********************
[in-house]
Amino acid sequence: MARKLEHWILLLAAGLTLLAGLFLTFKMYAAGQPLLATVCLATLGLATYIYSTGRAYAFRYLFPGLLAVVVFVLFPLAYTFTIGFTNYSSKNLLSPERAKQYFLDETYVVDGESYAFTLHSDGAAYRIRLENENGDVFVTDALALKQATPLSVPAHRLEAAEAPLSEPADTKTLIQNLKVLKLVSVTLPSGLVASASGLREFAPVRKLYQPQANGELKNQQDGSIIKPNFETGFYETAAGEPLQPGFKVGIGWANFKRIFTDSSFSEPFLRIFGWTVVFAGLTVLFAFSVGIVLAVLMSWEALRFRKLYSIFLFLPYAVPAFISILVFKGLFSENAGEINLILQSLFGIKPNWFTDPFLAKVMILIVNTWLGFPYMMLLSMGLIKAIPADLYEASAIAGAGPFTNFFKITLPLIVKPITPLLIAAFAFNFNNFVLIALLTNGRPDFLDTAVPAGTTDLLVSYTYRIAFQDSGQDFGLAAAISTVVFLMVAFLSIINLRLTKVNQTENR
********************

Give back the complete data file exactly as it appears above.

[in-house]
Amino acid sequence: MARKLEHWILLLAAGLTLLAGLFLTFKMYAAGQPLLATVCLATLGLATYIYSTGRAYAFRYLFPGLLAVVVFVLFPLAYTFTIGFTNYSSKNLLSPERAKQYFLDETYVVDGESYAFTLHSDGAAYRIRLENENGDVFVTDALALKQATPLSVPAHRLEAAEAPLSEPADTKTLIQNLKVLKLVSVTLPSGLVASASGLREFAPVRKLYQPQANGELKNQQDGSIIKPNFETGFYETAAGEPLQPGFKVGIGWANFKRIFTDSSFSEPFLRIFGWTVVFAGLTVLFAFSVGIVLAVLMSWEALRFRKLYSIFLFLPYAVPAFISILVFKGLFSENAGEINLILQSLFGIKPNWFTDPFLAKVMILIVNTWLGFPYMMLLSMGLIKAIPADLYEASAIAGAGPFTNFFKITLPLIVKPITPLLIAAFAFNFNNFVLIALLTNGRPDFLDTAVPAGTTDLLVSYTYRIAFQDSGQDFGLAAAISTVVFLMVAFLSIINLRLTKVNQTENR